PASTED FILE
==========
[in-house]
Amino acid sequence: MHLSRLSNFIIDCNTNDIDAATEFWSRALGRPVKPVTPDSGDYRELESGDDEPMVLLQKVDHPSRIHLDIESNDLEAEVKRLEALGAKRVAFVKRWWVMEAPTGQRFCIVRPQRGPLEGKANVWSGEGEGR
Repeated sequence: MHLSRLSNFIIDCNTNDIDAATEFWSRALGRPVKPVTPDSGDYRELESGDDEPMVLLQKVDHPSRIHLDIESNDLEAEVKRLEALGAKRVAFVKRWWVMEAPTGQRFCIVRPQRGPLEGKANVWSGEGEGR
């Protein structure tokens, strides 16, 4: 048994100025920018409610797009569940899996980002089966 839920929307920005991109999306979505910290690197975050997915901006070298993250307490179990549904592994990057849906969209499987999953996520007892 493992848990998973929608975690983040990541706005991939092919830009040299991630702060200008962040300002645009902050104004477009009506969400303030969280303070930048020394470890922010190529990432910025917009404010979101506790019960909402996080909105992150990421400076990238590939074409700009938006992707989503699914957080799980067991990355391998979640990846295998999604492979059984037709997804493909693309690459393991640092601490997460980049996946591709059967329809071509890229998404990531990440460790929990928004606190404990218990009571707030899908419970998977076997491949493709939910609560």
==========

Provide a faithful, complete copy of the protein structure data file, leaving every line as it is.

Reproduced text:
[in-house]
Amino acid sequence: MHLSRLSNFIIDCNTNDIDAATEFWSRALGRPVKPVTPDSGDYRELESGDDEPMVLLQKVDHPSRIHLDIESNDLEAEVKRLEALGAKRVAFVKRWWVMEAPTGQRFCIVRPQRGPLEGKANVWSGEGEGR
Repeated sequence: MHLSRLSNFIIDCNTNDIDAATEFWSRALGRPVKPVTPDSGDYRELESGDDEPMVLLQKVDHPSRIHLDIESNDLEAEVKRLEALGAKRVAFVKRWWVMEAPTGQRFCIVRPQRGPLEGKANVWSGEGEGR
């Protein structure tokens, strides 16, 4: 048994100025920018409610797009569940899996980002089966 839920929307920005991109999306979505910290690197975050997915901006070298993250307490179990549904592994990057849906969209499987999953996520007892 493992848990998973929608975690983040990541706005991939092919830009040299991630702060200008962040300002645009902050104004477009009506969400303030969280303070930048020394470890922010190529990432910025917009404010979101506790019960909402996080909105992150990421400076990238590939074409700009938006992707989503699914957080799980067991990355391998979640990846295998999604492979059984037709997804493909693309690459393991640092601490997460980049996946591709059967329809071509890229998404990531990440460790929990928004606190404990218990009571707030899908419970998977076997491949493709939910609560």